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Snowflakes waltzing in the original 1954 production of The Nutcracker; choreography by George Balanchine © The George Balanchine Trust; photo by Alfred Eisenstadt

George Balanchine created The Nutcracker as an idyllic snowglobe ode to his St. Petersburg youth—but when the ballet made its world premiere at City Center, the atmosphere backstage was anything but idyllic. In 2007, Robert Sandla spoke with veterans of the first Nutcracker about the ballet’s hectic creation and its extraordinary survival. We’re delighted to reprint the article now, as New York City Ballet’s Nutcracker enjoys another holiday season. (A few relics from the 1954 premiere—including the Grandmother’s cape—still appear onstage.)

Americans didn’t know The Nutcracker in 1954. Or rather, what people knew was the Nutcracker Suite, a greatest-hits set of divertissements from the full-length Tchaikovsky ballet. Walt Disney put his marketing muscle behind it with Fantasia in 1940, and Ballet Russe de Monte Carlo bourréed across America with various versions of the Suite in the 1940s. The first full-length professional Nutcracker in this country wasn’t presented until 1944, when Willam Christensen created one for San Francisco Ballet.

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December 16, 2016 by New York City Center


Damian Woetzel, Ron Myles, and Lil Buck in rehearsal in Vail, photographed by Patrick Fraser.

For just over two weeks every summer, an illustrious and varied ensemble of dancers, musicians, and choreographers come together in the spectacular Rocky Mountains to present the Vail International Dance Festival. The level of creativity is as heady as the altitude, with artists throwing themselves into unexpected collaborations and taking on unfamiliar repertory, creating world premieres in a condensed timeframe and with an adventurous sense of possibility.

“Beautiful place, tons of collaborations, amazing dancers, and a huge mesh of cultures,” is how Lil Buck, the astounding Memphis jooker, sums up the Vail vibe. This November, Lil Buck will be among the many Vail mainstays headed east for Vail Dance Festival: ReMix NYC, presented by New York City Center. A star-studded four-day extravaganza, ReMix will capture the unique collaborative energy that has become Vail’s signature under artistic director Damian Woetzel.

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October 4, 2016 by New York City Center
Balanchine with Cigarette

George Balanchine in April 1942, photographed by Joseph Janney Steinmetz.

This February, City Center has George Balanchine on the brain. First, the Balanchine-staged 1940 musical Cabin in the Sky will be revived by Encores! from February 10-14. Then, the acclaimed Pacific Northwest Ballet will present a program of three Balanchine masterpieces from February 24-25. Dance writer Marina Harss looks into the legendary choreographer’s evolution.

It is said that when the American art critic and impresario Lincoln Kirstein lured George Balanchine—born Giorgi Melitonovitch Balanchivadze in St. Petersburg—to America with the idea of founding a ballet company, the choreographer had one condition: “First, a school.” No sooner had he arrived in the US, in the fall of 1933, than he set about realizing this plan.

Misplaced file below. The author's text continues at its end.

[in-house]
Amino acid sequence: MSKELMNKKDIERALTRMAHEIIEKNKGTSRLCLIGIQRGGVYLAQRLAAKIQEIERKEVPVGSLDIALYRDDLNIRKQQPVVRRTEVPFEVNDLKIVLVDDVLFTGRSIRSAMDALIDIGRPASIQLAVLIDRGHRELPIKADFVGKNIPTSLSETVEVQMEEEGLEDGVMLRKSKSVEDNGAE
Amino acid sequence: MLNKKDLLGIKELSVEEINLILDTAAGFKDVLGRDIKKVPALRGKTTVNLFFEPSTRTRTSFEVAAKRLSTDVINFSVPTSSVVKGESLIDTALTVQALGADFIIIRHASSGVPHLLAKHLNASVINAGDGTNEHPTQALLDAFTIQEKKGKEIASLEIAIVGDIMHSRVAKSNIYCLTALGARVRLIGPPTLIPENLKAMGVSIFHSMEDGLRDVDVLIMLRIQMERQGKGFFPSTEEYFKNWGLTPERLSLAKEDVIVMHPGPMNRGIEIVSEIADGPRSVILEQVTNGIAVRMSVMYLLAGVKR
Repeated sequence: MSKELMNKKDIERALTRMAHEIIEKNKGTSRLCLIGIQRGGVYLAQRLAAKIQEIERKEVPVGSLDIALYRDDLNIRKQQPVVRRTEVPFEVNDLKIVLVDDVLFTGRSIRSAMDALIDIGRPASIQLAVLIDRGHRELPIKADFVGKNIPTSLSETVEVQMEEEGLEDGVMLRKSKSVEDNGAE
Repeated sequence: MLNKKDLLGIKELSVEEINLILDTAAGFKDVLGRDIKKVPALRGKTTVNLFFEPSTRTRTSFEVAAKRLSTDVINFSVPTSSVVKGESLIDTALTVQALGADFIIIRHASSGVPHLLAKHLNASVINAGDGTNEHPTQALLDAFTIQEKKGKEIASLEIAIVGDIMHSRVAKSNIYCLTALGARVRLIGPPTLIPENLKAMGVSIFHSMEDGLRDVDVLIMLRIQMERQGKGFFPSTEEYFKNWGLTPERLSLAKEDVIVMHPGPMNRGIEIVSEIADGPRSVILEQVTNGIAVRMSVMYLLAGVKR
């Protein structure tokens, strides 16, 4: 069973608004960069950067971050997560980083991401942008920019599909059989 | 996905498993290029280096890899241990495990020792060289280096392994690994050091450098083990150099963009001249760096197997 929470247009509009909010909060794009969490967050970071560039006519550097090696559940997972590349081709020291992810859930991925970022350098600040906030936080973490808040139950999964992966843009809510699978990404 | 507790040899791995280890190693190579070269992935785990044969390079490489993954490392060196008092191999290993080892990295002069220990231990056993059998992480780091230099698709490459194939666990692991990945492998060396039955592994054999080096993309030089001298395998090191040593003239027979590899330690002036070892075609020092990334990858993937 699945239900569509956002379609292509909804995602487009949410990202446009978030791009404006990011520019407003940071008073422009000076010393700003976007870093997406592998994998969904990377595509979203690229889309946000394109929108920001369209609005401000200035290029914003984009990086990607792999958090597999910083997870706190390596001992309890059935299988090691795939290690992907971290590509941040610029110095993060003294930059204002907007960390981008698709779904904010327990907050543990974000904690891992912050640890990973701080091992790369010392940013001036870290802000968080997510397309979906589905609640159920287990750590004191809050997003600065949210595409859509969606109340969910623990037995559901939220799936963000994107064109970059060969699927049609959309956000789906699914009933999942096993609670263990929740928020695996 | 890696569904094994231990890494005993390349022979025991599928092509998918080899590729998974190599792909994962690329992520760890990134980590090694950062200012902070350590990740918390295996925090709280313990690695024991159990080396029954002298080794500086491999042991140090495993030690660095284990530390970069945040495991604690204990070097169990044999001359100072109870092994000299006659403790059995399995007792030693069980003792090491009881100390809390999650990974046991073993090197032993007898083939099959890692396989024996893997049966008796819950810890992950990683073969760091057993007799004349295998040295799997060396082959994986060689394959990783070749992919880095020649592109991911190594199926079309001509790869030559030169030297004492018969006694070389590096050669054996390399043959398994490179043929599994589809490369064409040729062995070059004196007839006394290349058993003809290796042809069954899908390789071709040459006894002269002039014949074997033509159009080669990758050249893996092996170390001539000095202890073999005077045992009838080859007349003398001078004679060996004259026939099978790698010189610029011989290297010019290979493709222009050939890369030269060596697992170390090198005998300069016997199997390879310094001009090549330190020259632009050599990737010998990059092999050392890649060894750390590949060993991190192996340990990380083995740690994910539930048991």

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January 22, 2016 by New York City Center

On April 13, 2015, the acclaimed ballerina Wendy Whelan spoke with three generations of the celebrated d’Amboise dance family as part of City Center’s Studio 5 series. 80-year-old Jacques d’Amboise began dancing in the studio at 1949, and he held forth with the gregarious, dishy charm of a legend back in his old stomping grounds. Roving the studio like a stand-up comic, d’Amboise demonstrated the proper way to take a bow, shared his theory that Balanchine had Tourette’s (“His face was like a symphony orchestra warming up”), and even found time to plug his soon-to-be-published novel. “It’s a thriller—sex, violence, backstage at the ballet,” he said with relish. “And it’s called Pas De Death.”

“He’s not even joking,” said Whelan.

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June 8, 2015 by New York City Center
Violette Verdy

Damian Woetzel and Violette Verdy, photographed by Erin Baiano.

On November 9, 2010, dancer-turned-director Damian Woetzel created a Studio 5 event that highlighted three signature George Balanchine ballets from 1960. The night ended up being a tribute to the lyrical, idiosyncratic, and wildly apt language of Violette Verdy, who danced with the New York City Ballet from 1958 to 1976 and was on hand to coach a new generation of NYCB dancers. “You don’t want to be safe; you can’t afford it,” she told Tiler Peck of a gesture in Donizetti Variations. Of the quiet intimacy of Liebeslieder Walzer, she said, “You have to take a pilgrimage into it...you have to go inside to come out with the answer.”

Verdy knew what she was talking about: Balanchine created two of the ballets specifically for her, and he adapted the third, Donizetti Variations, to showcase her gifts. “It was lovely, because we didn’t struggle,” explained Verdy. “It was like he gave valentines to each one of us.”

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December 1, 2014 by New York City Center